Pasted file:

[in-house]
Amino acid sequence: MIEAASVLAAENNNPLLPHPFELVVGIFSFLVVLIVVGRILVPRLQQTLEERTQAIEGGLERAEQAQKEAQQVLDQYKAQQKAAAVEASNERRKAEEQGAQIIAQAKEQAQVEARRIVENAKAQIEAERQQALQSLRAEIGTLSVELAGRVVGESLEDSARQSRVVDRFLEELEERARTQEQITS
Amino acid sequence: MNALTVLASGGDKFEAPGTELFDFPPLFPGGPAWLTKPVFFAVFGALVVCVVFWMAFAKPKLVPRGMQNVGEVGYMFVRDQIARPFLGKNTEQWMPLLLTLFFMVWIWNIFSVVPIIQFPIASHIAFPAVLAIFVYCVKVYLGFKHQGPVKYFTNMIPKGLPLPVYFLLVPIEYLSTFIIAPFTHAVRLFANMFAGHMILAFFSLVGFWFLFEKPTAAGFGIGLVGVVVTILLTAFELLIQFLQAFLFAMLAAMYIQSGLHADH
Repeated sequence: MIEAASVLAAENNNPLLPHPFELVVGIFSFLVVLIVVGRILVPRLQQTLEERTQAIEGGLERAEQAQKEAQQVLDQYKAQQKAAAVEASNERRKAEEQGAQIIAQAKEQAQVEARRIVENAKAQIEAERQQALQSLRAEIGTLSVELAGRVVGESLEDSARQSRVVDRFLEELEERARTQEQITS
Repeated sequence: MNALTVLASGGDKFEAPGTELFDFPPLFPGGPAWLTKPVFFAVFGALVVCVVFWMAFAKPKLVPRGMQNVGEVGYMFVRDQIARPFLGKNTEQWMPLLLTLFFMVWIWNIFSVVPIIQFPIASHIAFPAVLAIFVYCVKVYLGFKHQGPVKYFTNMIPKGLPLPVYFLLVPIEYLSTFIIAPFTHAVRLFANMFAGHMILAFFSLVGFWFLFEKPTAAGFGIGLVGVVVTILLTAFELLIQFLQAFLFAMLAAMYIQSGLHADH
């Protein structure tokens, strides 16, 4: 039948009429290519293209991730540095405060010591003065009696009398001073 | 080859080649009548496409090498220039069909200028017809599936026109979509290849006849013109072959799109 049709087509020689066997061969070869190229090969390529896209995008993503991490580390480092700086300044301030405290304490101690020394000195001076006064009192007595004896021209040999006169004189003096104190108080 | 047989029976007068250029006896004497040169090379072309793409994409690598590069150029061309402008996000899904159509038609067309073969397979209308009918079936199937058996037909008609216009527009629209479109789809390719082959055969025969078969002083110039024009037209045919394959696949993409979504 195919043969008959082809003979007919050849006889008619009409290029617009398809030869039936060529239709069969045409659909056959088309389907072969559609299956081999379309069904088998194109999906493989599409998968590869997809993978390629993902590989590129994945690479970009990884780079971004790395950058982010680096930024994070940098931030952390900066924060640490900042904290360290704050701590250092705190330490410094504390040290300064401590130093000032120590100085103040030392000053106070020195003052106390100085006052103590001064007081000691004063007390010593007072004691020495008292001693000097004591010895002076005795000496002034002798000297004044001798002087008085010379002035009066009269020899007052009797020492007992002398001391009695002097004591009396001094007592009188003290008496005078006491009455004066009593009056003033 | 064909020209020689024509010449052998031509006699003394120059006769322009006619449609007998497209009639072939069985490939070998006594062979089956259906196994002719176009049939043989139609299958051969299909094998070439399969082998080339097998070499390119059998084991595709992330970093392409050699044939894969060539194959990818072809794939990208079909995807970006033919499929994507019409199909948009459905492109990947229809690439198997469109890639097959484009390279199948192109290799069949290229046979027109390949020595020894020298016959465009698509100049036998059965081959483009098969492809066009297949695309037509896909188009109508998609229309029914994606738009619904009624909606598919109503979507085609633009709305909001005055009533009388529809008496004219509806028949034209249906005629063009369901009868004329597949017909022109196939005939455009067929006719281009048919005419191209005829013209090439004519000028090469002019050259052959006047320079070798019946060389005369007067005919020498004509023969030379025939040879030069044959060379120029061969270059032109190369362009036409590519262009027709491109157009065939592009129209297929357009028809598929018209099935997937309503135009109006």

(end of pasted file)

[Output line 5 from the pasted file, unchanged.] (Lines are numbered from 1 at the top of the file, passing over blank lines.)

Repeated sequence: MNALTVLASGGDKFEAPGTELFDFPPLFPGGPAWLTKPVFFAVFGALVVCVVFWMAFAKPKLVPRGMQNVGEVGYMFVRDQIARPFLGKNTEQWMPLLLTLFFMVWIWNIFSVVPIIQFPIASHIAFPAVLAIFVYCVKVYLGFKHQGPVKYFTNMIPKGLPLPVYFLLVPIEYLSTFIIAPFTHAVRLFANMFAGHMILAFFSLVGFWFLFEKPTAAGFGIGLVGVVVTILLTAFELLIQFLQAFLFAMLAAMYIQSGLHADH